WATCH: Mike Norvell recaps the ‘Tour of Duty’
TALLAHASSEE, Fla. – Mike Norvell isn’t yet thinking about depth charts, play calls or anything else related to how the Florida State football team might look when spring practice starts on March 7. To say nothing of the season opener on September 5.
As he darted from station to station during FSU’s pre-dawn “Tour of Duty” – otherwise known as offseason conditioning – there seemed to be only one thing on Norvell’s mind:
These Seminoles are still learning how to work.
And he’s not shy about where things stand as of mid-February.
“I’ll tell you,” he said, “we still have a lot of work to do.”
That sentiment seemed to be a theme of Norvell’s 10-minute Q&A with reporters following Thursday’s session.
Yes, there’s visible, tangible progress.
And yes, some players are excelling in their race toward the new benchmark set in place by Norvell and his strength and conditioning staff.
But the Seminoles still have several “Tour of Duty” sessions between now and the start of spring practice, and Norvell is glad to have them all.
“It’s a daily process,” he said. “We talk a lot about not only what we’re doing, but, just as equally important is how we’re doing it. Being able to get the right mindset, the right approach. …
“The standard, the expectation. That’s what I’m looking for.”
The drills themselves might look somewhat familiar to longtime FSU football fans.
Norvell said that they were inspired by the famously challenging “mat drills” that coaches Bobby Bowden and Mickey Andrews put their players through in the 1980s and 90s.
He first became acquainted with them after Todd Graham, whom Norvell worked with at Tulsa, Arizona State and Pittsburgh, visited Tallahassee for an extended look at what made the dynasty-era Seminoles so special.
Some of the details have changed and evolved over the last 30 years, but Norvell said that the overall spirit of what took place on Thursday morning is aligned with what their championship-winning predecessors did.
“That’s where you get the edge,” Norvell said. “That’s where the mindset and the approach comes from. Obviously, we’ve continued to develop what we do and (tailored) the things to this team that we want to see. But the core of it started here.”
For more than an hour, the Seminoles divided into position groups and labored through multiple stations designed to test their athleticism, their strength and their mental fortitude.
The trash cans stationed around the perimeter were both plentiful and put to good use.
Whether working their agility, their speed or their hand-eye coordination, the Seminoles were graded on the way they completed the drill, as well as their attitudes and body language while doing so.
Any player who fell short of the standard quickly found himself dropping to the turf for push-ups.
“We grade everything that we do,” Norvell said.
Quite visibly, in fact.
Norvell and staff have devised a rather public accountability system in which a player wears a jersey that corresponds with how well he’s performing in the Tour of Duty.
Players on Thursday wore a variety of jerseys – orange, white practice, garnet practice, white game and garnet game.
Norvell didn’t specify which jerseys correspond to which performance, but the message was clear: Everyone’s standing is known to everyone else. Nowhere to hide.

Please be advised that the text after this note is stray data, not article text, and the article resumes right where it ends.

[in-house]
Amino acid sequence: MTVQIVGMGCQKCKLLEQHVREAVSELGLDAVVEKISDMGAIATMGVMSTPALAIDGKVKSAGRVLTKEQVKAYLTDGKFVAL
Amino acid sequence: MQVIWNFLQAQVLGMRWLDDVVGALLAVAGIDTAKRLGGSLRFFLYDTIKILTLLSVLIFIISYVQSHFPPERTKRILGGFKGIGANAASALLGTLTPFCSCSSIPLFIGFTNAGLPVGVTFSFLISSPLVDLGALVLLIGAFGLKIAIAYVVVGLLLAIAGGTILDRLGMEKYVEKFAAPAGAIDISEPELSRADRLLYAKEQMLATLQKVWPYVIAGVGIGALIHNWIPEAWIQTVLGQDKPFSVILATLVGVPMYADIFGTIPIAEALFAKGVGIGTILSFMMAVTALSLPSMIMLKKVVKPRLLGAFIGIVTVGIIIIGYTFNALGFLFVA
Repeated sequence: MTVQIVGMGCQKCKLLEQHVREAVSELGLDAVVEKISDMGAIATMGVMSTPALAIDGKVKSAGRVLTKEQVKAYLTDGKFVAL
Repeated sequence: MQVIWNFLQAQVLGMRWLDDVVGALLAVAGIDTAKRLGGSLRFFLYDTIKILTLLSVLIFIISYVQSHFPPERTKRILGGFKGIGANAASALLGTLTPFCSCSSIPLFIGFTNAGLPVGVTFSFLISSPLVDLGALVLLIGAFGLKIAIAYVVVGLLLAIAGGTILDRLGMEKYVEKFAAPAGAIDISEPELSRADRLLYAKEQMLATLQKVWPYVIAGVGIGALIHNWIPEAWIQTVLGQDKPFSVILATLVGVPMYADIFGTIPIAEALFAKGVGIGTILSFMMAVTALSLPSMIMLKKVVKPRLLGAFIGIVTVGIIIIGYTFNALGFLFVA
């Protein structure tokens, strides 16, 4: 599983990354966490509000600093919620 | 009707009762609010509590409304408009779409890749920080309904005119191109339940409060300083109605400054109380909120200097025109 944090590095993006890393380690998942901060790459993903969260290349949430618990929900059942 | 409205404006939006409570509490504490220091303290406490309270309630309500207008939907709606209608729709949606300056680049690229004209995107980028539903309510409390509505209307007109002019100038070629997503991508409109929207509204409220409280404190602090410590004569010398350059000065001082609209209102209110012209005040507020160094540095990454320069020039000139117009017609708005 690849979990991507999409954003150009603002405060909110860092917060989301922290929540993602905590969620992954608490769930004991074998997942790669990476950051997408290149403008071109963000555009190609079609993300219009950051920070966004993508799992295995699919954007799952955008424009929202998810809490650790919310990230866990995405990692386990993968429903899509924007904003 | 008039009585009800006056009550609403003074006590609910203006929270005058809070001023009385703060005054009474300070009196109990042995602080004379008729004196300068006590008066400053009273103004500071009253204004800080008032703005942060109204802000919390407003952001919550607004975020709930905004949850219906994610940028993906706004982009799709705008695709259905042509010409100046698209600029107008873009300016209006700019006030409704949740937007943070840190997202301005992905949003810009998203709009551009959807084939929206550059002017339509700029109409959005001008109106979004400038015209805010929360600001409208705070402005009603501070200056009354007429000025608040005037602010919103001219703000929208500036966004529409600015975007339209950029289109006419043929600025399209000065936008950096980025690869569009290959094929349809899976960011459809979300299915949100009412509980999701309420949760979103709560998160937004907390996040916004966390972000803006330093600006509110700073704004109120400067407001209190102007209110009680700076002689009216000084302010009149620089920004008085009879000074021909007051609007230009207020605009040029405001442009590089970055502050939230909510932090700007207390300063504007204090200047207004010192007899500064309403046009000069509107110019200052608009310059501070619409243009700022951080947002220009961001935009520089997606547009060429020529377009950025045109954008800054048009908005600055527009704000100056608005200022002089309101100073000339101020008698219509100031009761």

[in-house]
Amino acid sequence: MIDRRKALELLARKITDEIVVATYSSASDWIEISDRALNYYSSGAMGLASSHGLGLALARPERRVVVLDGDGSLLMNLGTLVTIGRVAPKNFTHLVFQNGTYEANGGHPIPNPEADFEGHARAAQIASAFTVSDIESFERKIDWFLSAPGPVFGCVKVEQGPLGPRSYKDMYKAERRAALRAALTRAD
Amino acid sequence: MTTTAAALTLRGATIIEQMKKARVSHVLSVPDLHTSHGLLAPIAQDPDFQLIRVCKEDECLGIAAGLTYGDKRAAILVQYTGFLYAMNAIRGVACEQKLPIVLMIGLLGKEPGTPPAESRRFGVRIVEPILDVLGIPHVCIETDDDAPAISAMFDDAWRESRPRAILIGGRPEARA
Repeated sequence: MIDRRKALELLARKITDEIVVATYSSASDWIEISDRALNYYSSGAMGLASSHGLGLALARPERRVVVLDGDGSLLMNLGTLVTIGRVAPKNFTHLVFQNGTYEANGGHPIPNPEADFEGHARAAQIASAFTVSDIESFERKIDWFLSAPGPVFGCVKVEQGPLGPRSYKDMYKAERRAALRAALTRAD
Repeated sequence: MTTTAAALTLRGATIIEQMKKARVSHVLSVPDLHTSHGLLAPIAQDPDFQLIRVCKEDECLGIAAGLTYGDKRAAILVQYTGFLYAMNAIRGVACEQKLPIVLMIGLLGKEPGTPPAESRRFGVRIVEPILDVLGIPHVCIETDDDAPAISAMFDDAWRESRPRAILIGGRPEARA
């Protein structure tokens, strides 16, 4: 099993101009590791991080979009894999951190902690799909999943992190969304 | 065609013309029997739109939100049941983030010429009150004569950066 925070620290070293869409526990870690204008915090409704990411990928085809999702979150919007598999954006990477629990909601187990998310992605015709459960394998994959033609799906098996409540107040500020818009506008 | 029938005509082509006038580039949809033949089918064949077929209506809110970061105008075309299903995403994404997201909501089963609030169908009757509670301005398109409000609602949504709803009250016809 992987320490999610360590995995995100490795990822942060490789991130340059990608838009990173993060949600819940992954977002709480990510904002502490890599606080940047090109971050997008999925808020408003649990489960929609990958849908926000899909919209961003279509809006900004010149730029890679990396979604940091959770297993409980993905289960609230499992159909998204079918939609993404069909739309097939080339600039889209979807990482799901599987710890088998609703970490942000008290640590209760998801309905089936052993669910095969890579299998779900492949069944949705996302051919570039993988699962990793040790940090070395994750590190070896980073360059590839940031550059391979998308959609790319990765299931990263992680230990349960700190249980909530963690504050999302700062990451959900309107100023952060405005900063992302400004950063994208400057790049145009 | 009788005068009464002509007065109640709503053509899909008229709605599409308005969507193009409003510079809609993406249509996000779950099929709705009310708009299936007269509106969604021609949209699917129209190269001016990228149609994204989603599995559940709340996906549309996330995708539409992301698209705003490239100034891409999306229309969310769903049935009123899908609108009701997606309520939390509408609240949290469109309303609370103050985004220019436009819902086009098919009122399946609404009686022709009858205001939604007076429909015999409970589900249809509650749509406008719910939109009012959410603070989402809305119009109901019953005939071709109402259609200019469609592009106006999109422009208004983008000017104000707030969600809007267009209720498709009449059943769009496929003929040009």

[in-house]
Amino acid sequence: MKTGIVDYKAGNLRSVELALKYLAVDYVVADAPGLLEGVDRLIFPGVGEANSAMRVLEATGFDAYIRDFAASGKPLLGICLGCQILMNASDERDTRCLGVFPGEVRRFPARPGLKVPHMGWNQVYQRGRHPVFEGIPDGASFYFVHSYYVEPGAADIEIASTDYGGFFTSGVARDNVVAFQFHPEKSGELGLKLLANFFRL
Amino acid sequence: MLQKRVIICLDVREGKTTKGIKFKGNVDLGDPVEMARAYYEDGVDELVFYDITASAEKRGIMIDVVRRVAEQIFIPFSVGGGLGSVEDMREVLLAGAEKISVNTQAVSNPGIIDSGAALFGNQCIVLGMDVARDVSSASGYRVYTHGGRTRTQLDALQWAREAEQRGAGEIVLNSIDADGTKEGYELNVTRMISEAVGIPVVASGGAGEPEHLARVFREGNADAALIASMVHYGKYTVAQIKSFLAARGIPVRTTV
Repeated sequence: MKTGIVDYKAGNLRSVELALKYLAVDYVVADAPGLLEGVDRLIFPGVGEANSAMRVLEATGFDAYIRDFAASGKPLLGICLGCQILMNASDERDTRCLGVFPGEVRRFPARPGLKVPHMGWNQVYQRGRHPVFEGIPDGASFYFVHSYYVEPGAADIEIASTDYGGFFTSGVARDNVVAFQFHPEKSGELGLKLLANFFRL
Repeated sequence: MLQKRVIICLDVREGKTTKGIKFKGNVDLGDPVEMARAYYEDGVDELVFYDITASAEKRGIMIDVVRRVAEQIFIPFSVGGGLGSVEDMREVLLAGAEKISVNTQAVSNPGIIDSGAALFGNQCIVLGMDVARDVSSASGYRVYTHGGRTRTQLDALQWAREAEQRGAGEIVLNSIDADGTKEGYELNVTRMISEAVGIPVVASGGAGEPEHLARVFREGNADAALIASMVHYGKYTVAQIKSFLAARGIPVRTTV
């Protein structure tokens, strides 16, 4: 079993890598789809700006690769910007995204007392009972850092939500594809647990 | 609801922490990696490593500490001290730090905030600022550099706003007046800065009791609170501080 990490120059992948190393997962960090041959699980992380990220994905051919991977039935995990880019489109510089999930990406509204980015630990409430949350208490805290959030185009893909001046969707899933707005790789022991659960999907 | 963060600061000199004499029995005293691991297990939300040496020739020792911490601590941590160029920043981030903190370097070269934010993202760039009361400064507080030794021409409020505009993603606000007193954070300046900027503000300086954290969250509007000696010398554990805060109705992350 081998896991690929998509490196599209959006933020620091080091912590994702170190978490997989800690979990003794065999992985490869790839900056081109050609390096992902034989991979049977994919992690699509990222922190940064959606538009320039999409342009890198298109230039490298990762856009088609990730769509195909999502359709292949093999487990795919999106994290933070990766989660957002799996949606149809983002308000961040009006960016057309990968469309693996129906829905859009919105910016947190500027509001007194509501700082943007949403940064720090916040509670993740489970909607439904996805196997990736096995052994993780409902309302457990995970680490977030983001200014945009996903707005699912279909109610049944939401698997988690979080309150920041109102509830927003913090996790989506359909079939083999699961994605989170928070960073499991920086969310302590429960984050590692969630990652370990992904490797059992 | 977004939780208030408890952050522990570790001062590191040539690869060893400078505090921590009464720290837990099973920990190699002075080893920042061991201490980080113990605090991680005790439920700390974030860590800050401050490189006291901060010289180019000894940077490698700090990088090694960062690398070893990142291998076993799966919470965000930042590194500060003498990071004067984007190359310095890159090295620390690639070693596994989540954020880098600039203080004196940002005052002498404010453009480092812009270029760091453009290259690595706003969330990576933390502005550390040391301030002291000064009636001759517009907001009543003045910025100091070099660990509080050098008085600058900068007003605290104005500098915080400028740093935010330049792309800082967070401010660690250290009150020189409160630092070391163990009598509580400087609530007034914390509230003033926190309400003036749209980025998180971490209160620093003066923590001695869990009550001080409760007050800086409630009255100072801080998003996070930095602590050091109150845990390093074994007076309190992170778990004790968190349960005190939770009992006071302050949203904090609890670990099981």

And things can change based on a single good or not-so-good workout.
“We put people in jerseys accordingly,” Norvell said.
Any player who reaches the top of that hierarchy will likely form the foundation of the team’s leadership structure come this fall.
But that’s still a long way away, and Norvell gave them impression that he’s just as far from determining any potential locker room leaders.
How could he, when every player on the roster is still learning what it takes to reach his demands on a consistent basis?
“For leadership to emerge, we’ve got to have consistent actions,” he said. “I think leadership will show over time.”
For now, Norvell said that the burden to lead falls solely on himself and his assistant coaches.
And he’s not going to force any player onto an accelerated timeline.
“(Leadership) is going to occur when the words equal the actions,” Norvell said. “Leadership is not about a speech. It’s about consistent action, day in and day out, to the standard.”
WATCH: Layne Herdt and Tim Linafelt break down the ‘Tour of Duty’ action
Despite the few things that might have been bugging him on Thursday morning – he also noted that the team didn’t respond as well as he’d have liked to some unseasonal humidity – Norvell also was quick to note the Seminoles are still very early in their journey, and that he’s seen plenty of encouraging things.
“We’ve got guys in the program right now that weigh more than they’ve ever weighed,” he said, “are stronger than they’ve ever been or are working at a level that is extremely impressive. …
“I’m excited about the group. We’ve got a really good group of young men I get to coach.”
Perhaps the biggest endorsement that Norvell could bestow upon his team is the fact that he intends to ramp up the difficulty before long.
Whereas FSU has held just one “Tour of Duty” per week since starting last month, they’ll double it to two per week leading up to spring practice.
“We’ve seen progress, no doubt,” he said. “But I think it’s an understanding of what the expectation is and then having to match that expectation.
“It should get harder every day.”